Background. Syndrome-specific interventions are a recommended approach to antibiotic stewardship, but additional data are needed to understand their potential impact. We implemented an intervention to improve the management of inpatient community-acquired pneumonia (CAP) and evaluated its effects on antibiotic and resource utilization.
Methods. A stakeholder group developed and implemented a clinical practice guideline and order set for inpatient, non-intensive care unit CAP recommending a short course (5 days) of a fluoroquinolone-sparing antibiotic regimen in uncomplicated cases. Unless there was suspicion for complications or resistant pathogens, chest computed tomography (CT) and sputum cultures were discouraged. This was a retrospective preintervention postintervention study of patients hospitalized for CAP before (April 15, 2008–May 31, 2009) and after (July 1, 2011–July 31, 2012) implementation of the guideline. The primary comparison was the difference in duration of therapy during the baseline and intervention periods. Secondary outcomes included changes in use of levofloxacin, CT scans, and sputum culture.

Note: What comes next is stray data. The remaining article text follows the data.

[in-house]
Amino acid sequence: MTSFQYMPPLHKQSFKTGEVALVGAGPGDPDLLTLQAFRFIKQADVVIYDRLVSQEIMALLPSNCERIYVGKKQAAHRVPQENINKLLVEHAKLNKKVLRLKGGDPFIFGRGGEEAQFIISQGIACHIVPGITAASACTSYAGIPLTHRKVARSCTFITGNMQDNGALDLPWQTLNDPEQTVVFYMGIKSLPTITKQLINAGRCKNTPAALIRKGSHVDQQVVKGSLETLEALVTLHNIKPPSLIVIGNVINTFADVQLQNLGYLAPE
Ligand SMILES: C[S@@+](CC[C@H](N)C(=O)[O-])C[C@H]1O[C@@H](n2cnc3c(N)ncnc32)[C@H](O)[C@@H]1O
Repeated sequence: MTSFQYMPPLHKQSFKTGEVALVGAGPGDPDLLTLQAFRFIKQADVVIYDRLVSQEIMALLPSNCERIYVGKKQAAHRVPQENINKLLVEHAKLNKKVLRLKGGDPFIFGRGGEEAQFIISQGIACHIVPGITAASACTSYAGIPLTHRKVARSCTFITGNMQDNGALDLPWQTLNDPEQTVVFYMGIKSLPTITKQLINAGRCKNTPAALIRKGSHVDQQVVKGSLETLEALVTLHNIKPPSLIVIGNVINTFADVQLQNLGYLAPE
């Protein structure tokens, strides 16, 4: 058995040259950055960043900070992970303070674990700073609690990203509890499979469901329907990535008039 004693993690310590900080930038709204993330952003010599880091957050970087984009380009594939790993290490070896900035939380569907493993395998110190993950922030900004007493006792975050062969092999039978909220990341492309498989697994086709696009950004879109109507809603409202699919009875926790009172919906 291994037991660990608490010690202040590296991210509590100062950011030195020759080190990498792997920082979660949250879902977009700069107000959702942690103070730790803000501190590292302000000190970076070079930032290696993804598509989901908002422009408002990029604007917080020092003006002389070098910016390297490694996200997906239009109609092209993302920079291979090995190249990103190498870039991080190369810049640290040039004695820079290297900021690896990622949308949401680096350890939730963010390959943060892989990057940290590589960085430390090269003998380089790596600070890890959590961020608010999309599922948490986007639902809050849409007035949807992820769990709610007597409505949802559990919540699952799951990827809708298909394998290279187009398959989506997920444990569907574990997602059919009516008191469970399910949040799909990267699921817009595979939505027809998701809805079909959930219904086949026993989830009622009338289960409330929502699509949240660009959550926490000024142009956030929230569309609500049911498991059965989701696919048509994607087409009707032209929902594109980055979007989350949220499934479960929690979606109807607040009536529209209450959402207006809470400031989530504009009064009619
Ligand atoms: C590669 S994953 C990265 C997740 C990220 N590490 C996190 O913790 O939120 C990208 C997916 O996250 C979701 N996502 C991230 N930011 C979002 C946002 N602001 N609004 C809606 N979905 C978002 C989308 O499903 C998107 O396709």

Results. One hundred sixty-six and 84 cases during the baseline and intervention periods, respectively, were included. From the baseline to intervention period, the median duration of therapy decreased from 10 to 7 days (P < .0001). Prescription of levofloxacin at discharge decreased from 60% to 27% of cases (P < .0001). Use of chest CT and sputum culture decreased from 47% to 32% of cases (P = .02) and 51% to 31% of cases (P = .03), respectively. The frequency of clinical failure between the 2 periods was similar.
Conclusions. A syndrome-specific intervention for inpatient CAP was associated with shorter treatment durations and reductions in use of fluoroquinolones and low-yield diagnostic tests.